Symantec's Norton DNS service to block malware
Symantec's Norton DNS is a free DNS service which uses a special name server to block known malware and phishing websites. It's currently still in beta, but users can already put it to the test. To use Norton DNS, go to network settings and replace your current DNS addresses with the Norton DNS IP addresses (126.96.36.199 and 188.8.131.52).
For less-hardened Mac OS X and Windows users, step-by-step instructions can be found on the Norton DNS homepage. A wizard which will make the requisite changes automatically should be available shortly. The Norton DNS IP address can, of course, also be entered in a router or gateway so that all (DHCP) clients connected to that device use the service automatically.
Norton DNS automatically blocks access to domains which Symantec's anti-malware labs have previously identified as malicious. Symantec feeds the name server with the URLs collected by its Norton SafeWeb service. If a user attempts to visit a nefarious web page, the name server diverts the browser to a warning page. In contrast to phishing filters in most browsers, Norton DNS does not currently offer users the option of visiting the web page anyway. Symantec says that it does, however, intend to place a link on the warning page to allow access, despite the warning, at some point in the future.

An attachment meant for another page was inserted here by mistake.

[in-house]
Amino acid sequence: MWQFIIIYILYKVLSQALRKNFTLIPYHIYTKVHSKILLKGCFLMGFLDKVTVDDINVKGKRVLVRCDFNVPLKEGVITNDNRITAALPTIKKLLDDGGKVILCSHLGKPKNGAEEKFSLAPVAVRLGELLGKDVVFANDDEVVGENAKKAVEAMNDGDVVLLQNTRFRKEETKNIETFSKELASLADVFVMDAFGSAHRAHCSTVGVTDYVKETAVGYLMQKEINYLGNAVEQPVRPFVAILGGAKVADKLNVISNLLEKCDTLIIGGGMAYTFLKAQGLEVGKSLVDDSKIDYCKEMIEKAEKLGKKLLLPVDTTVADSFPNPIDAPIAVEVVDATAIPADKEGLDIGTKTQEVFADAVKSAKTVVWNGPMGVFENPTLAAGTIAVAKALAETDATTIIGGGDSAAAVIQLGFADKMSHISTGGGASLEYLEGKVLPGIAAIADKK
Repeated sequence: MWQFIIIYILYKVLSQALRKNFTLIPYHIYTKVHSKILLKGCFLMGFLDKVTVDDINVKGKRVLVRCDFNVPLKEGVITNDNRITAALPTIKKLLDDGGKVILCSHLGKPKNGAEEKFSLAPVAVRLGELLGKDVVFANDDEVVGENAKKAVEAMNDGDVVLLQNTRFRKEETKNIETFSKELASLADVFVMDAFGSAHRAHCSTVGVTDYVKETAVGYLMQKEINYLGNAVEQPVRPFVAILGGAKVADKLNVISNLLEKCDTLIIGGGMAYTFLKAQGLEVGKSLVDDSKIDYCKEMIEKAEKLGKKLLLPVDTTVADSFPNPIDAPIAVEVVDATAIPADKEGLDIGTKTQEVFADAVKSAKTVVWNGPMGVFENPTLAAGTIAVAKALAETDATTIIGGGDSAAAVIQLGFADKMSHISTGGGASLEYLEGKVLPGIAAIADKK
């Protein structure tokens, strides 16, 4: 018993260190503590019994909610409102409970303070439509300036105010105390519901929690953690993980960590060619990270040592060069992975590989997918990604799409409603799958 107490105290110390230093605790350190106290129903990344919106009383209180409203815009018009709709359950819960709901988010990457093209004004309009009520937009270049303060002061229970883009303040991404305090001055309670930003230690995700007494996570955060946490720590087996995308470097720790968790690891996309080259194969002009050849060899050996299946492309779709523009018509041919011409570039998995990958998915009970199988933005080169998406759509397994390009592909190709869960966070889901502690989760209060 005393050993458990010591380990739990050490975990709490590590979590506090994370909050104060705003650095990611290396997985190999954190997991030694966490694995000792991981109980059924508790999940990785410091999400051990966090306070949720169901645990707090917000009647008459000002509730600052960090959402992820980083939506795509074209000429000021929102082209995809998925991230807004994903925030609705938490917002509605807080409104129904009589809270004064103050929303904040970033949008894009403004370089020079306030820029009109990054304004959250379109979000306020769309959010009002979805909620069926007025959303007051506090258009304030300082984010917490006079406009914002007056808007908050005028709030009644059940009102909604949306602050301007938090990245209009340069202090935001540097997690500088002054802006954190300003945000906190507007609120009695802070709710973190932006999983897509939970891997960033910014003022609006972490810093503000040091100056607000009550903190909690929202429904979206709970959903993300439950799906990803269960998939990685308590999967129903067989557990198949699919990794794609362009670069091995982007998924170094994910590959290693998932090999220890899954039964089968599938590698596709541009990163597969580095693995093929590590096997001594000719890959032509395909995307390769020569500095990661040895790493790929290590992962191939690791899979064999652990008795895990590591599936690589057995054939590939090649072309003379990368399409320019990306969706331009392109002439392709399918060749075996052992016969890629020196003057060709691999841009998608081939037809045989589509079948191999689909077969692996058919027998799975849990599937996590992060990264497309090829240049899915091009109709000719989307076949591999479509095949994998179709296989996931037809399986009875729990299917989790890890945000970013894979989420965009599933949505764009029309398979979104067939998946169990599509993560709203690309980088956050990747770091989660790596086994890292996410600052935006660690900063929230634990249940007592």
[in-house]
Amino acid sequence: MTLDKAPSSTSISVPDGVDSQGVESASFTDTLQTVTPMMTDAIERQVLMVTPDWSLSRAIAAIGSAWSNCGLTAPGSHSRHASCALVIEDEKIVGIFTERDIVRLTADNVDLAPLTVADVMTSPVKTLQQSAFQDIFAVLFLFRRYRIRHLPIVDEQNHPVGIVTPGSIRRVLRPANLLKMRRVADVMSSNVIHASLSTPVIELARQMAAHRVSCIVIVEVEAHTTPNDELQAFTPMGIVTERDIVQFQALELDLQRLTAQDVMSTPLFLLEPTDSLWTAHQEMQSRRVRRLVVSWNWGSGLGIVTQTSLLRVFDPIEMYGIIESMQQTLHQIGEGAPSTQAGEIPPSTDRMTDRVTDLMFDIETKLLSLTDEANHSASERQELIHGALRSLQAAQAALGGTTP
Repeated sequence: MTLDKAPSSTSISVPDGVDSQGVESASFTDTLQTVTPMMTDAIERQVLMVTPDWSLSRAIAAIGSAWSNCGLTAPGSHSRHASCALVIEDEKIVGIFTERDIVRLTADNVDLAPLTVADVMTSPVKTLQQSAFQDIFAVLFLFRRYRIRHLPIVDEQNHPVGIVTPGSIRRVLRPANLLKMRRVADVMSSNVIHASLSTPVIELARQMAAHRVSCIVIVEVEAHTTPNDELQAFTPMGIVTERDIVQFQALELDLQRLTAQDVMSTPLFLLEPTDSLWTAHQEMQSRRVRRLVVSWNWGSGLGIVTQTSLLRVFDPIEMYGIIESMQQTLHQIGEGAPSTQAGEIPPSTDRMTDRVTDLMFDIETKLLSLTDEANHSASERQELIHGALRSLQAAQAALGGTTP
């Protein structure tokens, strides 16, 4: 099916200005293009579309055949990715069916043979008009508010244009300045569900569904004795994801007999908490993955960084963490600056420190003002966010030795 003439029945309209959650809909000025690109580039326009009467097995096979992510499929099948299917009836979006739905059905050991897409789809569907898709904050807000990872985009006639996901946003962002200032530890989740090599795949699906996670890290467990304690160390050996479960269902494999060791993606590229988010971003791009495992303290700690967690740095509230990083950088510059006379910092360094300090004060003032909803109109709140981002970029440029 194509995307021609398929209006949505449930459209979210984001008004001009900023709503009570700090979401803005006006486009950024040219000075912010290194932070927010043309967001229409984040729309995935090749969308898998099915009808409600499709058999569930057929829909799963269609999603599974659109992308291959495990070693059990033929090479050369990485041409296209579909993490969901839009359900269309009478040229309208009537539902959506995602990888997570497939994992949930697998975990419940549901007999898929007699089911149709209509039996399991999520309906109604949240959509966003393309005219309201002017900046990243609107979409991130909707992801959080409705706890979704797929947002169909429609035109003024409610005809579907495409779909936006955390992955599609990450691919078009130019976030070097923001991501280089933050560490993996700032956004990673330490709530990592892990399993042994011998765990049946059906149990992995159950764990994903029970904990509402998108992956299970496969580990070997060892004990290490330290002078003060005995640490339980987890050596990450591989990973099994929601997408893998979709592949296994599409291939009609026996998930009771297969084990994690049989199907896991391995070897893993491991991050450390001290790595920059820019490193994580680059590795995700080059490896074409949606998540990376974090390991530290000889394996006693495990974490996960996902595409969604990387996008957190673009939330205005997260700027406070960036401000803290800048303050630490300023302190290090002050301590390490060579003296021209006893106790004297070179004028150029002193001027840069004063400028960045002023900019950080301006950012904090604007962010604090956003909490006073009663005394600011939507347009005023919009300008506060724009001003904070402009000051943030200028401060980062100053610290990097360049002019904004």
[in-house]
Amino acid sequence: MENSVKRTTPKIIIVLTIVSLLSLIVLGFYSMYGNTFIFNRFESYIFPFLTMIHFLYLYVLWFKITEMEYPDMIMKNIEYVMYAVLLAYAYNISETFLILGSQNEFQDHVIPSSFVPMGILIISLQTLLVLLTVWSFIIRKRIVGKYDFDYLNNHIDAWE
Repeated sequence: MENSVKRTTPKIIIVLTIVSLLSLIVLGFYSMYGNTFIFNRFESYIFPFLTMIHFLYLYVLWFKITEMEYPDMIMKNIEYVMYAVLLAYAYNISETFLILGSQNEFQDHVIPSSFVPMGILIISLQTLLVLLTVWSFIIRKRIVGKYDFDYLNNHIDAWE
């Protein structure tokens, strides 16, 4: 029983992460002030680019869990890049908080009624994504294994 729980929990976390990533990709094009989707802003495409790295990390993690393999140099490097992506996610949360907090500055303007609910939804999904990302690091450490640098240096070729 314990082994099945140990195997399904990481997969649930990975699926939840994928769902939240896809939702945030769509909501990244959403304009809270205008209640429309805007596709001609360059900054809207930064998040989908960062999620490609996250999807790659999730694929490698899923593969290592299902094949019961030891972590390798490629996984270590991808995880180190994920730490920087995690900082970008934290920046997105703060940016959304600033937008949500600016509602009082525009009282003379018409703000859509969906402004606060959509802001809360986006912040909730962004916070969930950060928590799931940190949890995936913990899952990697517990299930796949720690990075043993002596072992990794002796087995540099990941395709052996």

According to Symantec manager Dan Nadir, the service will continue to be made available free of charge after the beta phase is completed. Symantec states that it does not collect any statistics and does not store queries made through the service. In future, the service will also be expanded to allow filtering of sites containing content deemed not safe for children.
The DNS service runs on servers distributed across twelve data centres worldwide. This should keep access times low and speed up the display of web pages. The servers are currently able to deal with up to five million queries simultaneously. Should the service prove to be a success, Symantec will expand this capacity. There are also plans to make the service DNSSEC-capable once DNSSEC becomes widely used.
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(Uli Ries / crve)